Sony E-mount Wasn’t Designed for Full Frame, Leica Exec Says
As the mirrorless camera wars are heating up, the major players are touting their cameras’ designs, features, and specs as being superior to what the competition offers. Leica is firing some shots at Sony, the current market leader in the space: Leica claims that Sony’s E-mount wasn’t designed for full frame cameras.
That claim was made by Stephan Schulz, Leica’s head of professional products, in an interview with Red Dot Forum at Photokina 2018.
Schultz was asked about Leica’s L-mount and Sony’s E-mount. Both mounts first appeared on APS-C sensor cameras — the L-mount on the Leica T (Typ 701) in 2014 and the E-mount on Sony’s NEX-3/NEX-5 in 2010). Schultz says that the L-mount was designed with full frame in mind.
“The L mount was developed in order to have all kind of autofocus optics for full frame with sufficient diameter,” he tells Red Dot Forum. “And on the other side, in order to realize to compact lenses for APS as well. It was not developed for APS. It was always designed with full frame in mind, even though we came to market with APS first.”
Schultz says that Leica was already developing its SL system and its full frame lenses while it launched the Leica T.
On the other hand, Schultz claims that Sony didn’t have full frame in mind when it developed the E-mount.
“That’s a big difference with the L-mount versus the Sony E-mount,” Schultz says in the interview. “They started the mount with the NEX, which was APS, but Sony didn’t have full frame in mind at that time. So, they had some challenges in making the lenses work for full frame. The Leica L-mount is much bigger which gives us more flexibility.”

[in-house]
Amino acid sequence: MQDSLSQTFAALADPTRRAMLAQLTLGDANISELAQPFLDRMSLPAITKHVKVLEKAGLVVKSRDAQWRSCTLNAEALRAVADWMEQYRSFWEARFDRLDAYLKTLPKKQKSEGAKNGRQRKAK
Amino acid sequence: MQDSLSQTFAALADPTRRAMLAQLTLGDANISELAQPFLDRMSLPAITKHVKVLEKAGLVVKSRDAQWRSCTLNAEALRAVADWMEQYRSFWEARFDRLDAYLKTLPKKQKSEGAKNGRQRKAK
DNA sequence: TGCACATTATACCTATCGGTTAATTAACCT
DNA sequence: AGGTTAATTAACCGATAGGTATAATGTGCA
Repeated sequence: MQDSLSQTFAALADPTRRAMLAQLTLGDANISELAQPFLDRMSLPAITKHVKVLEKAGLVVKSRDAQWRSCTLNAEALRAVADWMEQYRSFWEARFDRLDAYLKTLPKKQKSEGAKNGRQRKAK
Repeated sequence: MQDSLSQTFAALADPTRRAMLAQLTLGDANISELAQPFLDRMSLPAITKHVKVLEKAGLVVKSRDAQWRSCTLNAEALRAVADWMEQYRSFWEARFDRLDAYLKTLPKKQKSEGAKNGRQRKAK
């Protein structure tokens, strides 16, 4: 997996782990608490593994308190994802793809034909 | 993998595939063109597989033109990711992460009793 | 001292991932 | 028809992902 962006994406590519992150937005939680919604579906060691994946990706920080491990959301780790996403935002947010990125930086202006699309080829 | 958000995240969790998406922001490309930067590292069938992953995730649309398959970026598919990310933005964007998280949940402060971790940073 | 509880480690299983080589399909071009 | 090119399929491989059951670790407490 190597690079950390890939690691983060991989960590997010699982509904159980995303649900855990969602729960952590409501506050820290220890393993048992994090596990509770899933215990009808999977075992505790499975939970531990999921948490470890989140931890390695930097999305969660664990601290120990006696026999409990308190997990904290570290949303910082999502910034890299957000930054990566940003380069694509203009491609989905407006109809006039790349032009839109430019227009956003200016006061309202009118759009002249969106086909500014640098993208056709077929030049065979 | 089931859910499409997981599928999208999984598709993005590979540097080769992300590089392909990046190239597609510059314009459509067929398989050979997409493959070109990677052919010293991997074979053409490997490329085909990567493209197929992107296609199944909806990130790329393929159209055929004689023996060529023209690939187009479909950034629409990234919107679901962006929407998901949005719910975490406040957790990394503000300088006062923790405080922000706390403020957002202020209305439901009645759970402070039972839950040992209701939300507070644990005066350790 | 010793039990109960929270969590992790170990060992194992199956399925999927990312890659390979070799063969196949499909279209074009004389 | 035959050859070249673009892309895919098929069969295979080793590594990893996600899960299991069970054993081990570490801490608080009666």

Interestingly enough, Leica’s L-mount is much closer in throat diameter to the E-mount than to the Canon RF or Nikon Z mounts.
Whether or not the E-mount was developed with full-frame in mind, Sony’s full-frame cameras are more compact than Canon and Nikon’s first offerings, as recent side-by-side photos by the Dutch camera store Foto Hans Keuzekamp showed:
Canon and Nikon’s full-frame mirrorless mounts are way larger, but those camera systems are (thus far) exclusively full-frame and neither company has stated that crop sensor models will be released.
The Leica L-mount is at the center of the new L-mount alliance between Leica, Panasonic, and Sigma . All three companies have committed to developing full-frame and APS-C mirrorless cameras and lenses based around the mount.